These 5,000-Year-Old Stone Age Rings May Have Been the Original Friendship Bracelets

These 5,000-Year-Old Stone Age Rings May Have Been the Original Friendship Bracelets

As a mark of their friendship, Stone Age besties may have given and wore bits of ornate slate rings. According to recent study, these ornaments might have been intentionally shattered and presented as a mark of a social tie, similar to modern-day friendship bracelets or broken heart BFF necklaces. Nothing screams friendship like a bit of shattered rock, after all. The 5,000-year-old rings were discovered in Finland, and their discovery was the subject of a paper published in the Journal of Archaeological Method and Theory.

The rings were widely created and shared by hunter-gatherer cultures in north-eastern Europe as early as the 4th millennium BCE. Because the rings are composed of slate or tuffs, both of which are fragile and easily broken, it’s common to suppose that they were shattered due to natural wear and tear. The latest study, on the other hand, shows differently. The rings were never meant to be entire, according to the writers. Instead, they were made to be broken apart and turned into pendants, which were most likely meant to represent individual and community social interactions.

A considerable percentage of the rings – one-third – were determined to have come from Lake Onega in Russia, hundreds of kilometers away from the discovery site in Finland. Some of the fragments may indicate social interactions developed within this network, as they were carried across Europe as part of a large trade network. The scientists from the University of Helsinki and the University of Turku were able to verify the rings were purposefully shattered and subsequently worn as personal decorations after methodically fitting the shards back together, examining their geochemical makeup, and looking for evidence of wear. At the ends of shards, they discovered indications of tool use, as well as finishing elements such as fixing holes.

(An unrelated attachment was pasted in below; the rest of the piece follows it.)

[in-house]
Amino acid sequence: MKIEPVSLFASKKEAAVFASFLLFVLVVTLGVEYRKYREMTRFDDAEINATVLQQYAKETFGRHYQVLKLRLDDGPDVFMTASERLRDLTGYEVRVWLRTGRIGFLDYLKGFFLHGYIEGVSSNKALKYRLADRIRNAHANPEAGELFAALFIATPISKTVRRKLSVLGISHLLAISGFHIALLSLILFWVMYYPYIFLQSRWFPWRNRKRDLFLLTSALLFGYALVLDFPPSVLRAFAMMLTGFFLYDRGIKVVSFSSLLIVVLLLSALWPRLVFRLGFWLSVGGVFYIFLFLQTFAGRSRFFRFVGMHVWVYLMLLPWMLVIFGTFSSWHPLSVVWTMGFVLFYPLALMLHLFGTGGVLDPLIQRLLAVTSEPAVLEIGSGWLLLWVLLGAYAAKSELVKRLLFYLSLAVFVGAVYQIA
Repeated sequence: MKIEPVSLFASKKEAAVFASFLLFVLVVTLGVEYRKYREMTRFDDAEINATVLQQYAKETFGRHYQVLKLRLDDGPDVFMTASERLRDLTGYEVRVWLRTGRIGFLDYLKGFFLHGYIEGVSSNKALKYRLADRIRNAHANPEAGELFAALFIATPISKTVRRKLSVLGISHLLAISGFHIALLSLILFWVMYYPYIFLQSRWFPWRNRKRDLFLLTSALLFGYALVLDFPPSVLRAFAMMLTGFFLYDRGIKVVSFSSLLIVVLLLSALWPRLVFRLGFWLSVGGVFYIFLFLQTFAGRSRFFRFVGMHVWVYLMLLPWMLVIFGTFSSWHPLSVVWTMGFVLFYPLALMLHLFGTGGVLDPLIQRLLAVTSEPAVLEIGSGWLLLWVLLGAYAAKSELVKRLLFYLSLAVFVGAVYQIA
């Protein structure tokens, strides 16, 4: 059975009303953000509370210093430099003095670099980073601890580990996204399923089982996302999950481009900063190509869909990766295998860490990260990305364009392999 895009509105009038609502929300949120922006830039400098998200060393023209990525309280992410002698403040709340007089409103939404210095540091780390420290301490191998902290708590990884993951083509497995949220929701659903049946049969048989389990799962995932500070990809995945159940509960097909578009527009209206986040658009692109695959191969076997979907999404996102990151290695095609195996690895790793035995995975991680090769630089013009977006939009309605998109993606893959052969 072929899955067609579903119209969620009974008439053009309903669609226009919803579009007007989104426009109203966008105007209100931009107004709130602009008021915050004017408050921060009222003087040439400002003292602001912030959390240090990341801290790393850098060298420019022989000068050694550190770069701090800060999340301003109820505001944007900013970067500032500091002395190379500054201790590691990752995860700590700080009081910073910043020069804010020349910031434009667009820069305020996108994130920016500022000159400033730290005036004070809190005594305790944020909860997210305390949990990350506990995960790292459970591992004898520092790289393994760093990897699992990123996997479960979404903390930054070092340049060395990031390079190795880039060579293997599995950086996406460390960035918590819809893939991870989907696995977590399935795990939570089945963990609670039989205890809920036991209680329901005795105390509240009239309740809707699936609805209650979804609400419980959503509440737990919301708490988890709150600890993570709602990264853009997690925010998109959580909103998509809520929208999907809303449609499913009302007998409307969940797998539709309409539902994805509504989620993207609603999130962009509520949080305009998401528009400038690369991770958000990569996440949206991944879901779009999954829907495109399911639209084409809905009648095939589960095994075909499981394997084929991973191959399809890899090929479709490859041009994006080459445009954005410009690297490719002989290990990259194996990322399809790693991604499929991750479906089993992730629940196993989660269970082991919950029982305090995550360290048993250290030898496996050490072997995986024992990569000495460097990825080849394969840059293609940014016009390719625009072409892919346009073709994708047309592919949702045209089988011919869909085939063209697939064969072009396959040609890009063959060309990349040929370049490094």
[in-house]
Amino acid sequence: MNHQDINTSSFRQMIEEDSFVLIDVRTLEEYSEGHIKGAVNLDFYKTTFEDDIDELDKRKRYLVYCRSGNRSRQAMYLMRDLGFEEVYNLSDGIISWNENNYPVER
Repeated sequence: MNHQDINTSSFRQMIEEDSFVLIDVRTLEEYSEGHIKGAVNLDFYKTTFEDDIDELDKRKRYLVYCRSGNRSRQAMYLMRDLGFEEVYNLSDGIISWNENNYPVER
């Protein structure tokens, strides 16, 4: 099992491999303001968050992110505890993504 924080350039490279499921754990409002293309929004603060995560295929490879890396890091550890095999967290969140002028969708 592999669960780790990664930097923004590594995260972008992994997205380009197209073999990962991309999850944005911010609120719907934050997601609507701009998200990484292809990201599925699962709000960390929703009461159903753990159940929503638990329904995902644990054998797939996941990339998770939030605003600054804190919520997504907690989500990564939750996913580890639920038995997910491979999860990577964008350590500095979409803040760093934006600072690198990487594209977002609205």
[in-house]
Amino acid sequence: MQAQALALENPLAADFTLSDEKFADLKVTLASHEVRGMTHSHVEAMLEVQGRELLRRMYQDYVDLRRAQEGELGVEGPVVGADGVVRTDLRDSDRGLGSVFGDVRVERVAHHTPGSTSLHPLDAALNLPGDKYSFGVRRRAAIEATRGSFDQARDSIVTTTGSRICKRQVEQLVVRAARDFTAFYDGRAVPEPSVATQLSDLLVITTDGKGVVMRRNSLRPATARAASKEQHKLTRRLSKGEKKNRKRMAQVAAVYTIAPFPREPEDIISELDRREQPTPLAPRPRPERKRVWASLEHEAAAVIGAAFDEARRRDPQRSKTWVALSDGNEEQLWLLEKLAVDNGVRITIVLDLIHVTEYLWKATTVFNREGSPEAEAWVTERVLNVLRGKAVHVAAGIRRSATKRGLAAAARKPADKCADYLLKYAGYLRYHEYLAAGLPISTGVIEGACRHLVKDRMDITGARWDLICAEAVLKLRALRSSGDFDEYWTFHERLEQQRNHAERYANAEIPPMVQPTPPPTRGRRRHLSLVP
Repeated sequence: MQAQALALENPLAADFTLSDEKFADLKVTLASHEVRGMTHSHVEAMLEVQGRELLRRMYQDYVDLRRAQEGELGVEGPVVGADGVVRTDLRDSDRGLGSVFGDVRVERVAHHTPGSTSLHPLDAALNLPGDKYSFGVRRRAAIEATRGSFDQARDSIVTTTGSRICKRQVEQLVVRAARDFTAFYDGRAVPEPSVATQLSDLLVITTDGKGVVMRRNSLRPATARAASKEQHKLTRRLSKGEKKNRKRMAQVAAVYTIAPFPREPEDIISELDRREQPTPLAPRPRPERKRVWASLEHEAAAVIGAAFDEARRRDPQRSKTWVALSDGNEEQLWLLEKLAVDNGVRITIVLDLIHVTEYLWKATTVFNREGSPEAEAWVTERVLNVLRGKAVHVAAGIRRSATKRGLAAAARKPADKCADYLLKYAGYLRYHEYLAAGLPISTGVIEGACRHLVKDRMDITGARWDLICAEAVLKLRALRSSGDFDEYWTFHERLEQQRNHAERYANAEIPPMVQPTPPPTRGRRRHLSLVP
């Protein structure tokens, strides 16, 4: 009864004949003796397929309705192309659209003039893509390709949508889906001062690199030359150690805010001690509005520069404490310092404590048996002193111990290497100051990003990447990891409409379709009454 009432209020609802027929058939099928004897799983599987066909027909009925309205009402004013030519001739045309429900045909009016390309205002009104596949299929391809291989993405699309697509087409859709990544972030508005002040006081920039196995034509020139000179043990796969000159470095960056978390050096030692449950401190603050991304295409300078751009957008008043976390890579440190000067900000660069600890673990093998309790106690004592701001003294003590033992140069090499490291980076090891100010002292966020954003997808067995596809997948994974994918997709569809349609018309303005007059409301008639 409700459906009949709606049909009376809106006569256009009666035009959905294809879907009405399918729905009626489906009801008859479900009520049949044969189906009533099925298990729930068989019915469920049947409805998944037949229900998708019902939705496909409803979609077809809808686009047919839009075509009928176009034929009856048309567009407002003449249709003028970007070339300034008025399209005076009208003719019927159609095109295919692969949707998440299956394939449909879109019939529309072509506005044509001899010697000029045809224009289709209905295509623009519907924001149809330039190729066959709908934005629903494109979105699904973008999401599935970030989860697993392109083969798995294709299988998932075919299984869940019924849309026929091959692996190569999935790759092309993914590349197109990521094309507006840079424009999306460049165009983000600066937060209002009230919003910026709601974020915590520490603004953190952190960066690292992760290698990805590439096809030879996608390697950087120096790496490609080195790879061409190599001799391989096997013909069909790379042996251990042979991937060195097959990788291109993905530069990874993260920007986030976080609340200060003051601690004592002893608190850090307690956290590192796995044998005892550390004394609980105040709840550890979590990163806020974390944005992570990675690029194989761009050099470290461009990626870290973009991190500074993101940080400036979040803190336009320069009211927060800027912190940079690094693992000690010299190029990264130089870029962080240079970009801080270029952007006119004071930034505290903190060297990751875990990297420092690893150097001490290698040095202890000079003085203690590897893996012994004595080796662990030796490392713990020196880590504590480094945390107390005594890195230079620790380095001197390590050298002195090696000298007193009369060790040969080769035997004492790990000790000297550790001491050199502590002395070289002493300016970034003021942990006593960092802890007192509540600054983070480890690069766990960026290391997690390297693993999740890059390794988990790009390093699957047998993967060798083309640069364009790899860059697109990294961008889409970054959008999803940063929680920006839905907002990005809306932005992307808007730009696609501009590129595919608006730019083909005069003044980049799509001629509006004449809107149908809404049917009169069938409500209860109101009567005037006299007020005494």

Fragments from the same ring were frequently discovered in two separate places and had distinct finishes, suggesting that they were worn by two different persons, maybe a pair of long-distance friends. “These bits of the same thing might reveal two people’s handprints and preferences.” “Perhaps they wore the pendants as a symbol of an established bond,” lead author Dr. Marja Ahola said in a statement.

And it’s possible that the rings were designed to commemorate more than simply personal ties. Fragments were found in abundance in major, central settlement sites — presumably meeting locations for social events. The authors speculate that tokens were provided to both the venues and the guests of such meetings, explaining their popularity in these places.

The scientists also discovered evidence that the fragments were utilized to build a link between the living and the dead. One piece was discovered at the settlement site, while another was discovered at a nearby burial site, not from the same ring but fashioned from the same stone and using the same manufacturing procedure.

“What we’re seeing here might be one method to keep the living and the dead connected.” This is also the first time a definite material link has been established between a specific dwelling and a burial location. To put it another way, the folks who lived there most likely buried their deceased nearby,” Ahola added. Much has changed in the previous 5,000 years, yet our urge to demonstrate our ties with others via jewelry has been constant, from Stone Age slate to 21st-century baubles.